Over the course of the next three weeks, all three of my now-grown children will be leaving Louisiana—one to Teach for America in Ohio, one to work for the United Nations in Ecuador and, the youngest, to go to Spring Hill College in Alabama.
Three birds fleeing the nest, literally, all at once.
As a mom, I gotta tell you, it’s hard.
We came to Baton Rouge with Hurricane Katrina and never left. My twin girls were just 8; my son, only 5. How did 14 years go by so fast?
I thought I’d be better prepared for this. When the girls went to college four years ago, I experienced the same crushing separation anxiety. But they only went down the road, to Tulane in New Orleans, so we were able to see them every few weeks. Plus, we still had our son at home.
Now, they’ll all be gone, out of state or out of the country. It’s a whole new reality.
I’ve been very blessed to have truly wonderful children. You hope your kids turn out better than you. Mine surpassed me in every way—especially the ways that matter most. They are grounded, giving and down-to-earth, with values rooted in a deep-seated faith that I only wish I could take credit for instilling in them.
I’m thrilled for the opportunities they have before them and I’m humbled by the good things they want to do in the world. I don’t want to hold them back. After all, I didn’t have kids so they could stick around and keep me company as I age. I raised them to be intellectually curious and passionate about the world.
I just wish they didn’t have to go so far.
My friends with older children tell me they’ll come back in a few years, after they’ve gotten the wanderlust out of their system. But a lot of young people don’t ever come back, and Louisiana doesn’t have as much to offer—outside of strong family ties and great festivals—as do many other places.
It’s true, the state’s employment picture has improved of late. Unemployment is below 4%. But it’s also true that, as has been the case since the 1950s, Louisiana continues to experience negative net migration, which means people are leaving here at a faster rate than they’re coming.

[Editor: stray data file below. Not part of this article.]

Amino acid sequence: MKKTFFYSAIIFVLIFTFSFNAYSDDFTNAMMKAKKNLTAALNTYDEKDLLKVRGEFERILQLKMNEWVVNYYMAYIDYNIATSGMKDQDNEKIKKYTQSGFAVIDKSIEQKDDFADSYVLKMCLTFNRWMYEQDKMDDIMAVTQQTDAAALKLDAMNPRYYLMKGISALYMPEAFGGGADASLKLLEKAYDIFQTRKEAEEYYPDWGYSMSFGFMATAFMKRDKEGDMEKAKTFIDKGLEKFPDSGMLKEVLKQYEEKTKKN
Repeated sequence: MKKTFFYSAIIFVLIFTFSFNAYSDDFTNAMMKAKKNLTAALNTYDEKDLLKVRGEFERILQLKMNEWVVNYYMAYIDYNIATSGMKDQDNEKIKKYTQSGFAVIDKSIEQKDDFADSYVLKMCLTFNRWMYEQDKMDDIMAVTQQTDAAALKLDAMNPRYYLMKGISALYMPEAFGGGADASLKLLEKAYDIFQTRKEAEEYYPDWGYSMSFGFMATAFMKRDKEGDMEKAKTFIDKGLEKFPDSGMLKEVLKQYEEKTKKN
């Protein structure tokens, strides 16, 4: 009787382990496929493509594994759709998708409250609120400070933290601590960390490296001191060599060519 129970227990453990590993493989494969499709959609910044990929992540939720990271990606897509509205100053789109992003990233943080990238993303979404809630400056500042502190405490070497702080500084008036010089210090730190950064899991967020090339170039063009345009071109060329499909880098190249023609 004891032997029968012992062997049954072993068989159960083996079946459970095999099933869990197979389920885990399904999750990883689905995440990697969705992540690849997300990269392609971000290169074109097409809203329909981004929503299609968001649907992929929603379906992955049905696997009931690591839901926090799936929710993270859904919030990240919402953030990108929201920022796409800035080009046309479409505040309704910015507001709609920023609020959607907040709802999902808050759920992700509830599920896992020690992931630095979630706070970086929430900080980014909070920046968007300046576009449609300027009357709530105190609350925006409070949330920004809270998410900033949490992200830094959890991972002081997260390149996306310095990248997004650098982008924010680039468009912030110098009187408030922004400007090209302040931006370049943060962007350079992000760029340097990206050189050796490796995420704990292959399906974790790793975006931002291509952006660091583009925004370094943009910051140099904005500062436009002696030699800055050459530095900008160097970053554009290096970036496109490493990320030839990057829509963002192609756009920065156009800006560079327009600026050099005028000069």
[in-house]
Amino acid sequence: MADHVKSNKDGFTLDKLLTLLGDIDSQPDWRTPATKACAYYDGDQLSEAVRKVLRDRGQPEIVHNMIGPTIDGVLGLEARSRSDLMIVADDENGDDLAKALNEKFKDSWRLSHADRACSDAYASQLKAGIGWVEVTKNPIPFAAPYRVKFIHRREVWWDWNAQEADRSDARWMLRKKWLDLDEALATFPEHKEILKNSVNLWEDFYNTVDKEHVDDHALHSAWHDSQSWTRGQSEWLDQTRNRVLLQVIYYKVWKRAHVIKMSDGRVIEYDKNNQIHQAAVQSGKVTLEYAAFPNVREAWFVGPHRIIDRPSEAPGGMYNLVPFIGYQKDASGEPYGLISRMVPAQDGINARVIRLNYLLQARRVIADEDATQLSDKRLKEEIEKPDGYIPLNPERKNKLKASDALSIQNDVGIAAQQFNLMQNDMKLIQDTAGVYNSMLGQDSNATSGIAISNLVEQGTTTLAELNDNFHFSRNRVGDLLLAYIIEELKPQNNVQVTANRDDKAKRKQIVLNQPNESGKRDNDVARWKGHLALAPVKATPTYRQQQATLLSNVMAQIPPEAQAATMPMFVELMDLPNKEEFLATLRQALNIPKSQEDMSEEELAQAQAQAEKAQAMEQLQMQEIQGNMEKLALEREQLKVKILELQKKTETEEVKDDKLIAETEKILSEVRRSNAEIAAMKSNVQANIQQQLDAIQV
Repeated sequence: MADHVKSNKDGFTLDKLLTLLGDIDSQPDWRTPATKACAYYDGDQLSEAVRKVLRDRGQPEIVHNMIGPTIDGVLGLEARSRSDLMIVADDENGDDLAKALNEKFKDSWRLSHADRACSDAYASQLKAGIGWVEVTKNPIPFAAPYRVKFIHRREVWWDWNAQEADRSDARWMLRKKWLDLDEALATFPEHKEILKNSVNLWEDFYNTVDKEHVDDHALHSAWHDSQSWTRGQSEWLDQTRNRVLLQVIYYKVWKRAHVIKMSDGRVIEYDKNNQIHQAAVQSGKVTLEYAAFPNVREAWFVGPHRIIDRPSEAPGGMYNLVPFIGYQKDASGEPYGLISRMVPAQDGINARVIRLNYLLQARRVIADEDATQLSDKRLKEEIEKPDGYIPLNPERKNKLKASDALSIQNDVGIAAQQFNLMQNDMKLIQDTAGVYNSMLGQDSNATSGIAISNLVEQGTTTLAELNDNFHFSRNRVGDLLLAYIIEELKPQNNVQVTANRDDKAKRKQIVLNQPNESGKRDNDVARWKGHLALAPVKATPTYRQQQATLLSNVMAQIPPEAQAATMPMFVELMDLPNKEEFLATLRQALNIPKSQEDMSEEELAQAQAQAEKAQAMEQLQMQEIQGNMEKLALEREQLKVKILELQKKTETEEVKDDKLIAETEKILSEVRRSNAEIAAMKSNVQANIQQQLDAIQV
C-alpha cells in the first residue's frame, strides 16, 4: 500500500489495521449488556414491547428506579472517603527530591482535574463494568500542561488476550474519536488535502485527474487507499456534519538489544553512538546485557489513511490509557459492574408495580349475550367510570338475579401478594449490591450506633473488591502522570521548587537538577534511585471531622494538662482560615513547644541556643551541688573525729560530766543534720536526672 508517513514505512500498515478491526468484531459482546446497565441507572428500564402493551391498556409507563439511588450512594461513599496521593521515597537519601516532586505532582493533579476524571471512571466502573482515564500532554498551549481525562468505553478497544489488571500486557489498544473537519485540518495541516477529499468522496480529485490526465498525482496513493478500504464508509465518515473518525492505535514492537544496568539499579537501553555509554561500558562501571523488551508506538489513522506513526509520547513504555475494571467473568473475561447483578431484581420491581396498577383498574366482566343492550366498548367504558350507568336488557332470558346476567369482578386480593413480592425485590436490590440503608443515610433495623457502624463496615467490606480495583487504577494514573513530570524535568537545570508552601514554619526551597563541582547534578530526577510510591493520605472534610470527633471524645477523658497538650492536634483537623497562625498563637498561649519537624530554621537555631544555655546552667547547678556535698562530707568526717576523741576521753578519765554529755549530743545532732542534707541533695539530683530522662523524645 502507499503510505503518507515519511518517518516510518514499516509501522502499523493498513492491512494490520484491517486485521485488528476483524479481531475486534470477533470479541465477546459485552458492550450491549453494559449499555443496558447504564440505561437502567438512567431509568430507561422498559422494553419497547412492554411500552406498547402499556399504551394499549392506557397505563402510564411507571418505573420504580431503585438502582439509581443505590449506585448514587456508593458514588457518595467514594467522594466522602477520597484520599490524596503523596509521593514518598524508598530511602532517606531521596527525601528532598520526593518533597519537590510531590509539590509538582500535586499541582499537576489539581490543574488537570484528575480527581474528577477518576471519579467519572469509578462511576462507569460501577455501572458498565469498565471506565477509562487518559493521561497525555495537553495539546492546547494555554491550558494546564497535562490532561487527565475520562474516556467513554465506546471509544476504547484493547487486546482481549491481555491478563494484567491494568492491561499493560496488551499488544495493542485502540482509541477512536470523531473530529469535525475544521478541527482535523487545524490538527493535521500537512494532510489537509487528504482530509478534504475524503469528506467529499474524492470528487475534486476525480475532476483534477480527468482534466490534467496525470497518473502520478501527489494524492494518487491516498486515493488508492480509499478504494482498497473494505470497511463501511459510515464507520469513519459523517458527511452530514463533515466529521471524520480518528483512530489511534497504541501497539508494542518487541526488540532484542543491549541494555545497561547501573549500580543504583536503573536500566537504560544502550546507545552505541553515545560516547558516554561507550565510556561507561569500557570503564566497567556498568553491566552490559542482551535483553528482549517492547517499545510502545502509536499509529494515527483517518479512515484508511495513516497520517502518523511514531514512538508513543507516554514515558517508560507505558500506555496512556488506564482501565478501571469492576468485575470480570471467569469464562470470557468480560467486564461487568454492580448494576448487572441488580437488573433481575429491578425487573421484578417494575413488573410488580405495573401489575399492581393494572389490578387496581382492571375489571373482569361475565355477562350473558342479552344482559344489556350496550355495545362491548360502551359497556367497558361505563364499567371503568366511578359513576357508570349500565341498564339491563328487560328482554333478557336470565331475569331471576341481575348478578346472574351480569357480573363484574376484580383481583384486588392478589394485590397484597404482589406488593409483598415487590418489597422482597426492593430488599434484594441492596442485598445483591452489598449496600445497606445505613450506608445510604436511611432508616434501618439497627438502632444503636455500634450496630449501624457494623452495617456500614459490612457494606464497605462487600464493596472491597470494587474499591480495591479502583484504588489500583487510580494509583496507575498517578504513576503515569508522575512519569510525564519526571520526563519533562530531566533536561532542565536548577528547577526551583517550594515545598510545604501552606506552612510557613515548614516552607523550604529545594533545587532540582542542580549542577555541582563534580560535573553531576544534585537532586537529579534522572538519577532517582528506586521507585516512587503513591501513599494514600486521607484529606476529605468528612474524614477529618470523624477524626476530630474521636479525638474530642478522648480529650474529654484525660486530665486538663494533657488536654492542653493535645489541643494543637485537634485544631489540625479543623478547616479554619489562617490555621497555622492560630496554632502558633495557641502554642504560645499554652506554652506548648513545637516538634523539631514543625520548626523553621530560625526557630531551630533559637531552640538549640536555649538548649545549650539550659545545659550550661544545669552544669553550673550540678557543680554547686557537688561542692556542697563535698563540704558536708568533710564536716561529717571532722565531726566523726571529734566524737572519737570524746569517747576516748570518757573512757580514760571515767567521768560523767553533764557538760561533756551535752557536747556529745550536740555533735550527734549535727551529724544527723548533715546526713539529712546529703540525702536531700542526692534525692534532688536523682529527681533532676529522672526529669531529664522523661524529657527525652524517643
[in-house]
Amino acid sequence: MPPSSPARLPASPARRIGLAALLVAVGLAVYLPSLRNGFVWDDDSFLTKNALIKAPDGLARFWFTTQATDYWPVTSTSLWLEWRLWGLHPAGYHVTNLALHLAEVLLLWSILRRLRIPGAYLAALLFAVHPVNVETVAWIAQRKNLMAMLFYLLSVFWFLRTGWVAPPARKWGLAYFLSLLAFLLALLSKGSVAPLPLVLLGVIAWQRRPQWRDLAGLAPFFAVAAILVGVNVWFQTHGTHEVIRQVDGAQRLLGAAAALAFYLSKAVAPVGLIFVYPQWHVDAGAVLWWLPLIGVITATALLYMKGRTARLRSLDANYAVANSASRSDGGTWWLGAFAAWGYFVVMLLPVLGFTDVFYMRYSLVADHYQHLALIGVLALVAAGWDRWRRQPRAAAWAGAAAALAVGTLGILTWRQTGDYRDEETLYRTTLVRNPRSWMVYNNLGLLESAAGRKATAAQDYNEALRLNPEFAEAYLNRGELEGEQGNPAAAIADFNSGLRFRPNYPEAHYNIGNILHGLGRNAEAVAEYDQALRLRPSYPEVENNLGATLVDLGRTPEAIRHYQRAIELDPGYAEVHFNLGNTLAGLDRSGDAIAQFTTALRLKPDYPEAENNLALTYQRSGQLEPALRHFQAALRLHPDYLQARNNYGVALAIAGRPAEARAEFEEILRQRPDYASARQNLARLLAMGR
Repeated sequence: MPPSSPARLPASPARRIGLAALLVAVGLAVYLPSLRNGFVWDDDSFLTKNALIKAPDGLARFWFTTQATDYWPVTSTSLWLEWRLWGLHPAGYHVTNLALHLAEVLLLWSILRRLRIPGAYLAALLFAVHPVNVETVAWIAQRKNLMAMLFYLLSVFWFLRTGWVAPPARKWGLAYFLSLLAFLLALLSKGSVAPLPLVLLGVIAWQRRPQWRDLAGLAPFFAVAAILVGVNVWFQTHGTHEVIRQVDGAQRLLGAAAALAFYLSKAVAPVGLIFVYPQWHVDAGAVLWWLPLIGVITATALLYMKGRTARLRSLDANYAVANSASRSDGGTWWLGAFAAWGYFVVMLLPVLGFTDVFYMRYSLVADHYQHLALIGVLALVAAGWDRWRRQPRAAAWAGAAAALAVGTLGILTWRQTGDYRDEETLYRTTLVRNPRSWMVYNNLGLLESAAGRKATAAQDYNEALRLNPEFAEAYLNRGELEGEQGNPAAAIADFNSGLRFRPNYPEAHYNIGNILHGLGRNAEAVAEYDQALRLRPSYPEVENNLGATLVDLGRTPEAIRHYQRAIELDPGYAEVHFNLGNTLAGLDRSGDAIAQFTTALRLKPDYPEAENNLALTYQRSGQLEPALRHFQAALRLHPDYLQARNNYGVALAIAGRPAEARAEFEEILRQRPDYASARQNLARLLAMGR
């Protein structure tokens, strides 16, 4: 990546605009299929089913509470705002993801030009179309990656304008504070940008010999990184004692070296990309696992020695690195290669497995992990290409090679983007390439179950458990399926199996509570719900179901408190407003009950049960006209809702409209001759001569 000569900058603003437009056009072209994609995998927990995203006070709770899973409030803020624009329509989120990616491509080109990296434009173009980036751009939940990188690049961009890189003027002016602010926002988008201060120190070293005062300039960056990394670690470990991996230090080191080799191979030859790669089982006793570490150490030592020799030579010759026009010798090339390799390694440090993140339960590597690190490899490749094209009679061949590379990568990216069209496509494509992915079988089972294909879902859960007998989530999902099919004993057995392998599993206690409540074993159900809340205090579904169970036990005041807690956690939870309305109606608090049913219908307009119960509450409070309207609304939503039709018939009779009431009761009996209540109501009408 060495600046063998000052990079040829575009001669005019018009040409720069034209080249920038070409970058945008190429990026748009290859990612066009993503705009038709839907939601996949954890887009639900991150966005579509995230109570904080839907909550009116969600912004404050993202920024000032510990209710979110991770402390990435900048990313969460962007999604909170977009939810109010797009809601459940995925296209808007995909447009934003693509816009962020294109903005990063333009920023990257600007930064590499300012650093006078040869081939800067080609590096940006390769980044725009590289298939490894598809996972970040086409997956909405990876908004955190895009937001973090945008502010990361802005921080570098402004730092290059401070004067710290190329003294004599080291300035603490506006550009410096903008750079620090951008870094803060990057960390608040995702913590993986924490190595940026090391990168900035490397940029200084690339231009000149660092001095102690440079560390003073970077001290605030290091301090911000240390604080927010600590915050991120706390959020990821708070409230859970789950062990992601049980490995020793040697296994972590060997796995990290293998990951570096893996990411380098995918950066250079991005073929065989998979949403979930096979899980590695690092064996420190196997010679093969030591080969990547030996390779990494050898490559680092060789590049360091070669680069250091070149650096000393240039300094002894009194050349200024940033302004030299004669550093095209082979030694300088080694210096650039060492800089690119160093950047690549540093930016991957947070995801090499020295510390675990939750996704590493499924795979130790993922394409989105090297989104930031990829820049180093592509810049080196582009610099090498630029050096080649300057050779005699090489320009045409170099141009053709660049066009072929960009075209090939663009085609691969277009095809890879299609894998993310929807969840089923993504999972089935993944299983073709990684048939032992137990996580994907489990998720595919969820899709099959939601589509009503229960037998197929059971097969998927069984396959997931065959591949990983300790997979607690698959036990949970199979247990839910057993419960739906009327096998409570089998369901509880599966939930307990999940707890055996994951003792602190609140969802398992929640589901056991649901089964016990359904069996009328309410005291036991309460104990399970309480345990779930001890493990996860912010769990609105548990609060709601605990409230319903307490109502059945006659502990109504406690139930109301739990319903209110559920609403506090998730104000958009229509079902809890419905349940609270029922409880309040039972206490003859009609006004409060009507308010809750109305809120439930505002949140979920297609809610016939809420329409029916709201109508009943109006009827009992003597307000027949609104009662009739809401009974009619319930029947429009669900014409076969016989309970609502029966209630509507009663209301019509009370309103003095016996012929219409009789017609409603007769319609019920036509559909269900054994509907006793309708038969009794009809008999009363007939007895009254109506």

In fact, Louisiana’s population has grown just 23% over the past four decades—about half the national average. The populations of Texas and Georgia, by comparison, have doubled in that time, while that of Florida has nearly tripled.
Other states and markets continue to surpass us in all the major quality of life categories— health care outcomes, infrastructure investments, education, environmental cleanliness, poverty rates. It’s the same story, year in and year out.
We all know people living in places like Houston and Atlanta who tell us on their visits home for holidays or weddings how much they miss Louisiana and wish they could move home. But the schools are so much better in The Woodlands; the job opportunities so much more plentiful in Nashville. And they’re right.
My kids are blissfully unaware of any of this, and at this point, they’re not leaving because they cannot find a job here. They just smell the wider world, want to taste what’s out there and spend some time giving back. But in a few years, the hard realities of living here might preclude them from being able to return.
They tell me they’re only going away for a few years. They say they want to come back before too long, bringing with them lessons learned from experiences that will enable them to help make sinking, flood-prone, impoverished south Louisiana a better place to live.
I believe they want this with all the youthful idealism they possess in their hearts. What they don’t realize, what they cannot possibly understand, is that life gets in the way. You make friends. You start to thrive in your new job. You fall in love, and all of a sudden, what began as a two-year stint somewhere becomes a couple of decades or, maybe, the rest of your life.
I was extremely fortunate during the 22 years I had my children at home that I had the wherewithal and ability to work flexible schedules, and sometimes even part-time, so I could spend as much time with my family as possible.
I passed up opportunities for advancement and better salaries so that I could maintain the freedom and flexibility that made my personal balancing act possible. I am fortunate I was able to make those choices and wouldn’t do it any other way if I had to do it over again. I wish every mom had that option, if she wanted it, because it’s worth it.
Of course, everyone balances priorities as best they can, based on their own needs, beliefs and value systems. It’s a juggling act that differs from one parent to the next. But I wish I could tell young moms and those who still have kids at home to choose carefully, and treasure every minute—even if that means skipping that meeting to make a soccer game, blowing off the after-hours cocktails to help your kids with their homework, or saving the triathlons and girls trips for another day.
Because that day will come, all too soon.